Plan to prevent drugs and guns entering T&T
There will be a maritime lock-down within the year to prevent the inflow of drugs and guns into this country, says National Security Minister Gary Griffith.
In his contribution to debate on the national budget, the recently appointed Minister said that the lock-down will not entail the use of three Offshore Patrol Vessels (OPVs) but one long range patrol vessel which was all that was required to secure the country’s economic zone from 12 to 200 miles.
In addition, Griffith said that eight fast patrol vessels will be acquired to protect Trinidad and Tobago’s waters from the border to two miles.
He said the second tier involved the use of naval vessels which will complement the operations of the fast patrol interceptor vessels.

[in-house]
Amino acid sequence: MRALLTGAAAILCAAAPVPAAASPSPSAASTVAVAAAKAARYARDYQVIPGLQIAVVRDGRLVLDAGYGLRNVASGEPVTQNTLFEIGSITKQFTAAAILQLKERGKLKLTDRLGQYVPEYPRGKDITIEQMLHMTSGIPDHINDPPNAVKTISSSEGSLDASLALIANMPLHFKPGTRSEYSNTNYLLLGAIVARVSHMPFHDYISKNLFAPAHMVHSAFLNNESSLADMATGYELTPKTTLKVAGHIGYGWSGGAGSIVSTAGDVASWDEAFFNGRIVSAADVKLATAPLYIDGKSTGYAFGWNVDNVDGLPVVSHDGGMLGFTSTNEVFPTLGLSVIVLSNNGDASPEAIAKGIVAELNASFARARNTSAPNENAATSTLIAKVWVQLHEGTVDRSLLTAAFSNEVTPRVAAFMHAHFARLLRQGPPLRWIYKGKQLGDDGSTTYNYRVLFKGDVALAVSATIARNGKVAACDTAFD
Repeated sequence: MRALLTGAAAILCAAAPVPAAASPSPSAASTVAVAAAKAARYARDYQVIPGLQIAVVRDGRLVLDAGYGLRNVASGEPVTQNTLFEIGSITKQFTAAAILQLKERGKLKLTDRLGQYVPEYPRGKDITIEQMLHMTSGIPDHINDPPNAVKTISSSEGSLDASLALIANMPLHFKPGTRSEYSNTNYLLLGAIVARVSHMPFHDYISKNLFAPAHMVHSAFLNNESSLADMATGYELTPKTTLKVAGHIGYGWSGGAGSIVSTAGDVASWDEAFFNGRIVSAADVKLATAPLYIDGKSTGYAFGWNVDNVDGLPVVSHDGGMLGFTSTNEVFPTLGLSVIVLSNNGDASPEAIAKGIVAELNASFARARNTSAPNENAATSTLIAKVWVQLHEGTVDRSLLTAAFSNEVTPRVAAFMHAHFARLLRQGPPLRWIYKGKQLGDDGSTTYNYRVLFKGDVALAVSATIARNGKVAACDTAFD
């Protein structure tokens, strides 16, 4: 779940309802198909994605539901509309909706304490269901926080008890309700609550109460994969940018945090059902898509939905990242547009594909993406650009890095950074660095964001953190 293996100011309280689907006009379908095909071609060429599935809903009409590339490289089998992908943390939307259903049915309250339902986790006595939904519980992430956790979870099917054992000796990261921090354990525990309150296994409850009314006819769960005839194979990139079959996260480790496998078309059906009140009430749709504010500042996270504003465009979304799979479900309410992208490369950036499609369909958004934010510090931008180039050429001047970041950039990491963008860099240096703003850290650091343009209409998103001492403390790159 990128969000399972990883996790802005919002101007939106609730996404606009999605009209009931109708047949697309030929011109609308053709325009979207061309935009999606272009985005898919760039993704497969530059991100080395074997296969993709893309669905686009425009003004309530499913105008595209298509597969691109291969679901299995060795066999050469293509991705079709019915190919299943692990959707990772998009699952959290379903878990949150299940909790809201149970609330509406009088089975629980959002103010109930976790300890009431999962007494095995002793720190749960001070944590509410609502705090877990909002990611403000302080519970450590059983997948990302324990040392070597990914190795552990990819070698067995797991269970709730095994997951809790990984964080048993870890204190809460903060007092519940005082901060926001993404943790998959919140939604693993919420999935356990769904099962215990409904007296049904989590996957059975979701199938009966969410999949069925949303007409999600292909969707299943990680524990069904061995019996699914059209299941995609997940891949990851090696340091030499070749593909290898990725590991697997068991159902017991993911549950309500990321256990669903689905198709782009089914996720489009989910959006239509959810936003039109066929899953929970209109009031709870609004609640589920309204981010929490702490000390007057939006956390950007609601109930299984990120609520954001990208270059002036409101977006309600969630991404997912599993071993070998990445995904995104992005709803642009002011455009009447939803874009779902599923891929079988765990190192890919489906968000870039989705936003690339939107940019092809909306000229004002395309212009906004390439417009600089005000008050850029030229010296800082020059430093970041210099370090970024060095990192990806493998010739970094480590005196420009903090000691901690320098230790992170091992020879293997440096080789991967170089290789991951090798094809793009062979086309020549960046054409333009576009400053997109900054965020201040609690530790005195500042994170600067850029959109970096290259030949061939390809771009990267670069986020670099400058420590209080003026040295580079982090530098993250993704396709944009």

Griffith stressed that a lock-down can only be effective if there is proper communication through an operations centre where all arms of law enforcement can work together.
He said the national security operations centre will be implemented to provide that “operational link” between the police, army, coast-guard, air guard and other arms of law enforcement.
Griffith said that the police and other authorities must be given the tools that they require to successfully combat crime and while there are some “rogue elements” the hard-working officials must be respected for their efforts.
The Minister also disclosed that within the last year over 250 firearms were seized including 68 revolvers, 115 pistols, 19 shot guns, 3 sub machine guns, 9 rifles, 37 home made guns and 6 trap guns.
He disclosed further that over $80 million in marijuana was seized by the organised crime narcotics and firearms bureau.